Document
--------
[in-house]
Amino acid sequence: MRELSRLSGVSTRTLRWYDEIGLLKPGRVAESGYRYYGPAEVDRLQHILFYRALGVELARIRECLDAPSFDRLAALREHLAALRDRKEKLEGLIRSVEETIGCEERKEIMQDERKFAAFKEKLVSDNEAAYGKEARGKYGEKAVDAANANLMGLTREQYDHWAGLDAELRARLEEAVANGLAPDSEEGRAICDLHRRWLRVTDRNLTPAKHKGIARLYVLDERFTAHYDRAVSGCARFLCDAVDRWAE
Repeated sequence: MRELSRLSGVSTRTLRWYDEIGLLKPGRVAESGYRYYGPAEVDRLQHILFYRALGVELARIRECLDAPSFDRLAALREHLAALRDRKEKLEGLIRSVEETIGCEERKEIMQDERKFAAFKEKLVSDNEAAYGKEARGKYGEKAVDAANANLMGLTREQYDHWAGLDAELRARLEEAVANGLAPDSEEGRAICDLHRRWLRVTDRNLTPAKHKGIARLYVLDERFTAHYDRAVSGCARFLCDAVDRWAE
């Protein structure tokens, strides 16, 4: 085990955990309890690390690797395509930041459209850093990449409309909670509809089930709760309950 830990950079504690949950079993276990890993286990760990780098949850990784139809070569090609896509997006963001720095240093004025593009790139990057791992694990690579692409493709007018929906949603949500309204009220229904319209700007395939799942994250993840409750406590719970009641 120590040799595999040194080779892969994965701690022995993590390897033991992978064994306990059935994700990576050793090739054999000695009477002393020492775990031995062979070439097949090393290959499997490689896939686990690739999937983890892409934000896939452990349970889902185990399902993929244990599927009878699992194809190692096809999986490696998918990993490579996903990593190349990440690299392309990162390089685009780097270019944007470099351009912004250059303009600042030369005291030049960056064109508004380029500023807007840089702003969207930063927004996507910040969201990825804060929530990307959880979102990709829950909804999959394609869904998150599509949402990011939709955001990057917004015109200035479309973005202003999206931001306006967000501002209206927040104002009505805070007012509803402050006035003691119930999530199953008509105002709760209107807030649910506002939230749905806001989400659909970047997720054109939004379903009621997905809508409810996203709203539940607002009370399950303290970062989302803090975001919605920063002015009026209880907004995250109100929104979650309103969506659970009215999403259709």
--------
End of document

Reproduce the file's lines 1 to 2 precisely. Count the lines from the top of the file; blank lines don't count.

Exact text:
[in-house]
Amino acid sequence: MRELSRLSGVSTRTLRWYDEIGLLKPGRVAESGYRYYGPAEVDRLQHILFYRALGVELARIRECLDAPSFDRLAALREHLAALRDRKEKLEGLIRSVEETIGCEERKEIMQDERKFAAFKEKLVSDNEAAYGKEARGKYGEKAVDAANANLMGLTREQYDHWAGLDAELRARLEEAVANGLAPDSEEGRAICDLHRRWLRVTDRNLTPAKHKGIARLYVLDERFTAHYDRAVSGCARFLCDAVDRWAE